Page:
Declining House Values in Los Banos

April 26, 2008 12:00:00 AM PDT
A valley city that experienced a major housing boom is now the state leader in declining home values. The median price of a home in Los Banos dropped from $360,000 last March to just $196,000 last month.Chris and Esther Ortiz's Los Banos home has been on the market for seven months. They bought the home for $420, 000 three years ago. Now, they're hoping to get $300,000, but even they acknowledge that may be wishful thinking. "We purchased it probably at its peak. We were on a waiting list. You had to wait for it to be available. It was pretty high," said Chris Ortiz.

Like many Los Banos Homeowners, Chris is a commuter. But he says because of the cost of gas, it no longer makes sense to drive to Salinas every day.

"For Sale" signs seem to be on every street in Los Banos. Most homes are vacant, and those that do sell are going for 45% less than they did last year according to the California Association of Realtors.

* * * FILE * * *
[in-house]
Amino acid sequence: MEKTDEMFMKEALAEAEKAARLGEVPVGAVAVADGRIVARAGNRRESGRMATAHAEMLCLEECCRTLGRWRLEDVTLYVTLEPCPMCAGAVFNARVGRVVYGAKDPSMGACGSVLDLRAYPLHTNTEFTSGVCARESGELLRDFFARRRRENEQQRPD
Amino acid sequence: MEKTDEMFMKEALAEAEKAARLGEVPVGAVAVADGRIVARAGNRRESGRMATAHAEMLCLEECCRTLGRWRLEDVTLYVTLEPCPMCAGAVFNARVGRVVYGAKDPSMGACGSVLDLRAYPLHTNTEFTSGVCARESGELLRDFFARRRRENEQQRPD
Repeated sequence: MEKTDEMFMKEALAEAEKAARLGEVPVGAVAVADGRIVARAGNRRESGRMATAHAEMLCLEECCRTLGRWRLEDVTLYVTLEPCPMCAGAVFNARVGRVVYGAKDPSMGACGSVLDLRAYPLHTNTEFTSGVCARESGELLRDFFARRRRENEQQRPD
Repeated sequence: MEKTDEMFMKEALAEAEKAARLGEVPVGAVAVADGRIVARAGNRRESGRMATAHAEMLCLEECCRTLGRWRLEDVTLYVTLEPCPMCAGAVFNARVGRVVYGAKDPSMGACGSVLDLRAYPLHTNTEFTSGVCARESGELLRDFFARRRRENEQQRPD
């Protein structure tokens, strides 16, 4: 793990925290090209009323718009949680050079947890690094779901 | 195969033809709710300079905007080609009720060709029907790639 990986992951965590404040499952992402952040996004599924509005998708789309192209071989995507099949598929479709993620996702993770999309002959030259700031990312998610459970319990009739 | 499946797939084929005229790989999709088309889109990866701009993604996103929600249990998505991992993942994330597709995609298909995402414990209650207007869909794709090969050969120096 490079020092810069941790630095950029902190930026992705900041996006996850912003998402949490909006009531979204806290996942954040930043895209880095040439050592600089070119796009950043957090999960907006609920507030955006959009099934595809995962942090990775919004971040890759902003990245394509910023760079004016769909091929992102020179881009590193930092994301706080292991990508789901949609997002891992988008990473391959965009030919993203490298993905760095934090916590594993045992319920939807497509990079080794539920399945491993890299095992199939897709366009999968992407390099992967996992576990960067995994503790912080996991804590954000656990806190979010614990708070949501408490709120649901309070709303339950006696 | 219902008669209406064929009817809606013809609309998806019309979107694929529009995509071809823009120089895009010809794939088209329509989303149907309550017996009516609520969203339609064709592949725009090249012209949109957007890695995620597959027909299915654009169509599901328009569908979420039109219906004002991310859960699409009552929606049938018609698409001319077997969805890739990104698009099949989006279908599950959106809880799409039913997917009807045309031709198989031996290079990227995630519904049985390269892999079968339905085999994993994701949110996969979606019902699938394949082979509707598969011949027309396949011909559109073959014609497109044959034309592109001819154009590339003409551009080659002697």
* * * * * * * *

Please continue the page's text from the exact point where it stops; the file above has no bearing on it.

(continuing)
"It's sad. I don't plan on going anywhere for a while but I definitely would like to see my house go up in value again. We've done a lot of improvements and unfortunately for now, it doesn't show for it," said homeowner Erma Catalan.

Los Banos Realtor Cheryl Bertao said there is a bright side to the housing mess. "If you don't have to sell your home, this isn't the time to sell it. But as far as the price goes, since we can't do anything about it, at least it's an opportunity for some people." Bertao says the price is right for first time homebuyers and investors.

Danny Fialho is buying this 1900 square foot home. It's still in escrow, but he already has renters waiting. "This house is selling today for half of what it sold for three years ago. So that's why it's an opportune time to get into the market," said Fialho.

While the rental market may be flourishing, the Ortiz's are feeling the effects of bad timing. They're just ready to move on. "It's taken a toll on us financially. It's not going to make it any better to hang out for two to three years to see what's going to happen," said Ester Ortiz.


Load Comments